NEWS
March 6, 2016 | Staff Reports
Philadelphia-area residents faced a wet commute Friday morning, but the rest of the day should be free of snow. Light snow began moving through the area overnight and was still falling Friday morning, leading officials to warn motorists about potentially slick roads. By noon, the snow had ended, with most places in Philadelphia and the immediate area reporting a couple inches or less. Closer to the Shore, however, snow totals were higher, with up to 6.5 inches falling in Cape May. Here's the latest about what you need to know: Forecast The snow has cleared out of the Philadelphia area, though a winter weather advisory for places near the New Jersey coast remains in place until 1 p.m. Cloudy skies that gradually clear are expected for the rest of the day. Roads Some streets may be wet or slippery.
ENTERTAINMENT
February 25, 2016 | By Sally Friedman, For The Inquirer
During the weeks before our grandson Zay's December bar mitzvah six years ago, I was preoccupied with several things. I blush to admit one of them was whether the tapestry jacket I'd selected would work well for the Saturday service and luncheon. I worried about the endless details that go into planning these milestones. The one thing I didn't think about much was the weather. This was the Philadelphia area, after all, and it doesn't snow much in Philadelphia in December.
NEWS
February 20, 2016 | By Maria Panaritis, Staff Writer
A day before last month's blizzard left hundreds of motorists stranded along a stretch of road under his agency's supervision, the Pennsylvania Turnpike's chief executive attended a Harrisburg briefing at which the governor's top meteorologist warned that at least 12 to 18 inches of snow would fall along the corridor. Forecaster Jeff Jumper repeated his projections in three video briefings to state officials the next day, including one monitored by turnpike managers. "Anything along the track of the turnpike would have been among the hardest-hit areas," Jumper said Thursday, recalling his message.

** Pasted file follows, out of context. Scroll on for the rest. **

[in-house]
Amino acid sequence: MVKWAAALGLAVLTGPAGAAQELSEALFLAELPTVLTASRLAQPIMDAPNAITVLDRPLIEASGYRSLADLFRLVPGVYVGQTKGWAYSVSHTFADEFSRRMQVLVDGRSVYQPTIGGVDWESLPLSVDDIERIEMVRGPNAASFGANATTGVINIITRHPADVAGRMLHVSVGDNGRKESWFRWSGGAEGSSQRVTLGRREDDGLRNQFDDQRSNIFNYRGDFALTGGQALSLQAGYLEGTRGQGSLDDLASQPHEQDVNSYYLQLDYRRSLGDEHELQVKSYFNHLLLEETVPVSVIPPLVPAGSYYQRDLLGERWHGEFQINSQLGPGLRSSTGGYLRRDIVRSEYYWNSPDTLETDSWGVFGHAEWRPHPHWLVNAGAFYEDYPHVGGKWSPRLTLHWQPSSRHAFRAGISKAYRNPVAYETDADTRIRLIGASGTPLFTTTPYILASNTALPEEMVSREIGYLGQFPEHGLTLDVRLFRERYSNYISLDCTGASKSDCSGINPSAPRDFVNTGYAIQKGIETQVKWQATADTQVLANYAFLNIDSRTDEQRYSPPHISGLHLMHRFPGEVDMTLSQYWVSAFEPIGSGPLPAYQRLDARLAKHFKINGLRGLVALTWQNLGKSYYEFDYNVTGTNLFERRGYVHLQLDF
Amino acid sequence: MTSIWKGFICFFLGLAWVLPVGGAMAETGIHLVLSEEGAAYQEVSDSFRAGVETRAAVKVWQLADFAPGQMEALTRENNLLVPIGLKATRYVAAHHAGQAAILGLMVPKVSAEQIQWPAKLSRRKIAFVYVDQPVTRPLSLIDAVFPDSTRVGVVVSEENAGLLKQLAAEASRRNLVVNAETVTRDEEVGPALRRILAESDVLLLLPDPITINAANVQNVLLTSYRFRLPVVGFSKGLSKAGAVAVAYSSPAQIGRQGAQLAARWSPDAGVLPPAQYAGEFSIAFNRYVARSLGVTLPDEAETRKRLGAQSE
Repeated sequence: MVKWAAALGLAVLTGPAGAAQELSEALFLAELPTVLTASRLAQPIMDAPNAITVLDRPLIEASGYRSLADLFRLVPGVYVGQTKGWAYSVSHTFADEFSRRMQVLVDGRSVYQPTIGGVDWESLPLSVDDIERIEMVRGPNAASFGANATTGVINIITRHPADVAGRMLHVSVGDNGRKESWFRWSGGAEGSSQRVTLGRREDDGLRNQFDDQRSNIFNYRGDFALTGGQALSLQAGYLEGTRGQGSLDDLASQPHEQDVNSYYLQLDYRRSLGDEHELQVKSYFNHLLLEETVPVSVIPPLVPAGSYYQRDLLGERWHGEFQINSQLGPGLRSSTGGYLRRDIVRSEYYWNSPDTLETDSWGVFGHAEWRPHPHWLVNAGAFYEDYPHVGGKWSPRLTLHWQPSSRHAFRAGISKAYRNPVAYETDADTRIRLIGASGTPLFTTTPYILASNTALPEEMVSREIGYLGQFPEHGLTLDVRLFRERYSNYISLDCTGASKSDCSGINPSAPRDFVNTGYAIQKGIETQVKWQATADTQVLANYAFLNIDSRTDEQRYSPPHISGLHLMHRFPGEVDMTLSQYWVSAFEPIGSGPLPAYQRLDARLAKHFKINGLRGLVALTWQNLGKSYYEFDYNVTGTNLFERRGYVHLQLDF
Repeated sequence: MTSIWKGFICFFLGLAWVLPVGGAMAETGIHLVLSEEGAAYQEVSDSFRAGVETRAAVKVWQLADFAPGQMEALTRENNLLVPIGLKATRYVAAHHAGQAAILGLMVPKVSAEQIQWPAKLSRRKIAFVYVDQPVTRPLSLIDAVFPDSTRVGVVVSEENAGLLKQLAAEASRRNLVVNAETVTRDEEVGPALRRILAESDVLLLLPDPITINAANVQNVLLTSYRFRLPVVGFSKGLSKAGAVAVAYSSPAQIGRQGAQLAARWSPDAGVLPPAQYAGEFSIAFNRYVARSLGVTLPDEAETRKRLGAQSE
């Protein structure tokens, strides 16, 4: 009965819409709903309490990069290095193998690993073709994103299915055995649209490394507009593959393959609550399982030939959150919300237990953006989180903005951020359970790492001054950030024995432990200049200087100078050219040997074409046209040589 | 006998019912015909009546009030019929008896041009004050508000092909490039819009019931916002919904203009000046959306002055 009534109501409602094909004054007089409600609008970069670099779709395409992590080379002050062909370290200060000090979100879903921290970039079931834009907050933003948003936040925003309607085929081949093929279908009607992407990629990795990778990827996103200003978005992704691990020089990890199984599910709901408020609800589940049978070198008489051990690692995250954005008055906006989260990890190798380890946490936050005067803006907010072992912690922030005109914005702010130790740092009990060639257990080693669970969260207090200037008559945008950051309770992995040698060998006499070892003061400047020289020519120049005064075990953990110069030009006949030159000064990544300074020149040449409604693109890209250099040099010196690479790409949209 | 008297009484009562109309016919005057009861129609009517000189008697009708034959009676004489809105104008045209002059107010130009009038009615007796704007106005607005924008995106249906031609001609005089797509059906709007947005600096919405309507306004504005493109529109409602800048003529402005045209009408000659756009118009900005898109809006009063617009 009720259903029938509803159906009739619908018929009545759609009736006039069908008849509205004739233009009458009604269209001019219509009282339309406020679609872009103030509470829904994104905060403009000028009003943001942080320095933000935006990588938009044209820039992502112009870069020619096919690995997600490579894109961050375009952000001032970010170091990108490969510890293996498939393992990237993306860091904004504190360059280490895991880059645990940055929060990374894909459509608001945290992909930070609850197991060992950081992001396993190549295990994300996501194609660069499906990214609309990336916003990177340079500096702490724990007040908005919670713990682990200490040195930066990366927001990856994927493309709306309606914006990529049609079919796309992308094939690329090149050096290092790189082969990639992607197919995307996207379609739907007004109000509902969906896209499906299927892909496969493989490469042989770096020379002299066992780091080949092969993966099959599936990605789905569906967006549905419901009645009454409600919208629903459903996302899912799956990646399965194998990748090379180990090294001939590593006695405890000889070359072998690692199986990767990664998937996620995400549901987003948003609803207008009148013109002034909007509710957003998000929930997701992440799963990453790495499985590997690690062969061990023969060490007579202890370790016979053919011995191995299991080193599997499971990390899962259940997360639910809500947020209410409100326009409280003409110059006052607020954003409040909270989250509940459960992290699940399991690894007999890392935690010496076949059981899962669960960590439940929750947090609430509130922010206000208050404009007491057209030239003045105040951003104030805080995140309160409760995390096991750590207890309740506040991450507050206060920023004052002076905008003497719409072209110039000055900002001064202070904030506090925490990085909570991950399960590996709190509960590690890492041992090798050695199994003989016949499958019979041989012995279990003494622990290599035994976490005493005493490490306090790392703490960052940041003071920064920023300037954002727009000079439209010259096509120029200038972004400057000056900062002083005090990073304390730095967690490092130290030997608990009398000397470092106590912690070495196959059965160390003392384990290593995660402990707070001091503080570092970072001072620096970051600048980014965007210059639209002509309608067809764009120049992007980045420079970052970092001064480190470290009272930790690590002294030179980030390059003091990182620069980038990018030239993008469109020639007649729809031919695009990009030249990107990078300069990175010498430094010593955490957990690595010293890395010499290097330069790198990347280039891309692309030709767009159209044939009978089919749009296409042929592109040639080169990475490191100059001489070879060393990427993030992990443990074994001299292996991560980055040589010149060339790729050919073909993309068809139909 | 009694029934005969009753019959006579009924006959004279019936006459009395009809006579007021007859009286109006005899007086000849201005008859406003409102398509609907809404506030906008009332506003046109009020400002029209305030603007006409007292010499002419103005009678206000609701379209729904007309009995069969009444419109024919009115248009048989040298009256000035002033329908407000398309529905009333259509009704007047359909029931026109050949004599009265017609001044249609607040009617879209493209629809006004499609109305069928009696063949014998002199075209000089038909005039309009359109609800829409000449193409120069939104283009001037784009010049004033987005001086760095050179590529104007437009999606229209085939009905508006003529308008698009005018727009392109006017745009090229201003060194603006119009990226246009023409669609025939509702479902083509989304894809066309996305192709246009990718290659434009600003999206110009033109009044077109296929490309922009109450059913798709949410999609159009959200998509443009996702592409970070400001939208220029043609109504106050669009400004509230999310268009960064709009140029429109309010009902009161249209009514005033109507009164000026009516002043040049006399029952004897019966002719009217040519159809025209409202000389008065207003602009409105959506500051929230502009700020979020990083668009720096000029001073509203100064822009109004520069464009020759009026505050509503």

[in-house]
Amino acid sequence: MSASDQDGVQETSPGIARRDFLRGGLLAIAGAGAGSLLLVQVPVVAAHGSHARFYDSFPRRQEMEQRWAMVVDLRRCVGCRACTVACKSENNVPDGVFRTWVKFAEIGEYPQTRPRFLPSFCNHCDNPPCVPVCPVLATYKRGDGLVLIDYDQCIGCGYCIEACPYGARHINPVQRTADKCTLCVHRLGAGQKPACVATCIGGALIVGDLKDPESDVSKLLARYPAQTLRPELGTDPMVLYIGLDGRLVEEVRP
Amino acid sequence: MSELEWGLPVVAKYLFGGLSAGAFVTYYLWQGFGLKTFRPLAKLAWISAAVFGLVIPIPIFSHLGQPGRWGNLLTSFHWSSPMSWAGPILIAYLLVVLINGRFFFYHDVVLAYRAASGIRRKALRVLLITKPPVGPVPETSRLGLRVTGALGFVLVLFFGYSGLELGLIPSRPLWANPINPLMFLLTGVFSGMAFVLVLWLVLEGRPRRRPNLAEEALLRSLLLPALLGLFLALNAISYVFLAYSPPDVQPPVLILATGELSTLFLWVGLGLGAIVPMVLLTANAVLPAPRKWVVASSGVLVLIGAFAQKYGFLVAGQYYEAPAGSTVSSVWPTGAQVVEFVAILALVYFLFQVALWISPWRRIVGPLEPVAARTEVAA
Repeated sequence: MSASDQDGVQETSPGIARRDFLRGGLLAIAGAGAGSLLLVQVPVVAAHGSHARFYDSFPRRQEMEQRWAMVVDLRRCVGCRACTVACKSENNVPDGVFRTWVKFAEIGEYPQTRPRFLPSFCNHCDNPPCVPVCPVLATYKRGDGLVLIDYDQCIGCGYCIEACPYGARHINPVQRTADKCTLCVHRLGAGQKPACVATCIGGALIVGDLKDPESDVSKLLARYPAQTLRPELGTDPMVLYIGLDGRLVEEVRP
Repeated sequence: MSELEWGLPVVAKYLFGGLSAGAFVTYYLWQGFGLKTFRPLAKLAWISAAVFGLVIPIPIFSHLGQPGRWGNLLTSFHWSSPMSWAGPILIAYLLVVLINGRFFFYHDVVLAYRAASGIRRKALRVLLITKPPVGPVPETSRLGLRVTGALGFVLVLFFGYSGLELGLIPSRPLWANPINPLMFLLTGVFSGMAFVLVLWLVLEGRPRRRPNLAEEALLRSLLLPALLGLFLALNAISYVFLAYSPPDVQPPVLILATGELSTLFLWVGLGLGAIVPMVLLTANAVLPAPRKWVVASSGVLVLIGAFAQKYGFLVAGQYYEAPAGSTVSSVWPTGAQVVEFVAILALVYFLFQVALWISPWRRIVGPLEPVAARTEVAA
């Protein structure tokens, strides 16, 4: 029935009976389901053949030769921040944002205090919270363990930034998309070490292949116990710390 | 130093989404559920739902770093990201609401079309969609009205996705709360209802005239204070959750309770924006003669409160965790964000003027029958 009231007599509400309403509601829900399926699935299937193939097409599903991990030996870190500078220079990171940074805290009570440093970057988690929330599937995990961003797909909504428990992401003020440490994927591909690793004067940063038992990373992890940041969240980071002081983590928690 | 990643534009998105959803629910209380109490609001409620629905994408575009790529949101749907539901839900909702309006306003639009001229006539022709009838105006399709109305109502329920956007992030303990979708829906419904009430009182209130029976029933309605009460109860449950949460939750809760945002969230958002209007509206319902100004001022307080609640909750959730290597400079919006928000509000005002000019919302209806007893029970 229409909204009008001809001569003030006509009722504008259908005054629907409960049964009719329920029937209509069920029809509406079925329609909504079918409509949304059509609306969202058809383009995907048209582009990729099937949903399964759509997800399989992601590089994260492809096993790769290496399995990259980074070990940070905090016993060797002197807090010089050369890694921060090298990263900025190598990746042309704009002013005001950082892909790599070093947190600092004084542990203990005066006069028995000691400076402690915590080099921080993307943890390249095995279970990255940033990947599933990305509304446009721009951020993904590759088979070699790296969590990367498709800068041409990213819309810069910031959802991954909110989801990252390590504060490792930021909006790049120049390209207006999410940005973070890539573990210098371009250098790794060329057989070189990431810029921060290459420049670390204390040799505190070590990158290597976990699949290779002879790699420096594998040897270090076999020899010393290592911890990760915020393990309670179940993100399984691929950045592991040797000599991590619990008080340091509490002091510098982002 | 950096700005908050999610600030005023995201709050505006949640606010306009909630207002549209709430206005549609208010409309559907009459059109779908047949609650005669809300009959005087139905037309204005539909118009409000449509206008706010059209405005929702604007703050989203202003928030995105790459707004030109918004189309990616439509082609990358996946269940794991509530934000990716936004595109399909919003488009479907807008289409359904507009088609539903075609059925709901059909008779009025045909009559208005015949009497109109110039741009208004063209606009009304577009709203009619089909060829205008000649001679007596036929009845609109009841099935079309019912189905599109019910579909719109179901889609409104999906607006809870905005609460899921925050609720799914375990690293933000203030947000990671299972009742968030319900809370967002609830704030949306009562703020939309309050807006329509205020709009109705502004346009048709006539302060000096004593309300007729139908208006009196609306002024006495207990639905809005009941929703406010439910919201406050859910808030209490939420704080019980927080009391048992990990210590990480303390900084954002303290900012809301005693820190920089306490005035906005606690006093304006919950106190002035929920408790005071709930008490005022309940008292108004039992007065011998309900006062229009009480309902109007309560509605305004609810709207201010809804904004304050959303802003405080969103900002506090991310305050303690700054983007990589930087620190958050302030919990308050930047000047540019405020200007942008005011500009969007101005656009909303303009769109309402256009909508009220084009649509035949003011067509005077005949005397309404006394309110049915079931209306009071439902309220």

NEWS
February 18, 2016 | By Maria Panaritis, Staff Writer
HARRISBURG - As blizzard conditions began to strand motorists for what would become 24 hours of icy discomfort last month, Pennsylvania Turnpike managers were hampered because they relied on a single afternoon weather forecast that understated the severity of the storm, they said Tuesday. Testifying before a state Senate committee, Turnpike Commission Chairman Sean Logan said the officials relied on a Jan. 22 midafternoon advisory from AccuWeather Inc., its contracted forecasting service, that called for what seemed a "manageable range" of snow in south central Pennsylvania.
NEWS
February 18, 2016 | RealTime Desk
After a round of snow, sleet and freezing temperatures, the Philadelphia region is being drenched in a rain more worthy of April than February. A flood advisory has been issued for South Jersey and southeastern Bucks County until 5:15 p.m. because of the heavy downpours. A wind gust of 65 mph was recorded in Pittsgrove, Salem County. Strong winds apparently blew down the scoreboard and knocked out power at Gloucester High School.  The National Weather Service briefly issued a rare severe thunderstorm warning, but it was not immediately known if any thunderstorms had struck before the warning for the immediate area expired at 1:30 p.m. A second warning was issued for New Jersey north of Burlington County until 2:45 p.m. Thunderstorms occur on average about once every three years in February, according to weather-service data, but three were observed in February 2014.
NEWS
February 14, 2016
Q: How can I stay safe while shoveling snow? A: The blizzard of 2016 behind us, take the time to ask yourself, "How can I prepare my body for the next snowstorm?" Whether you see the snow as a workout opportunity or a nuisance, you should follow several general rules to avoid a heart attack. The American Heart Association warns that the risk of a heart attack during snow shoveling may increase for some, and the combination of colder temperatures and physical exertion increases the workload on the heart.
1 | 2 | 3 | 4 | 5 | Next »
|
|
|
|
|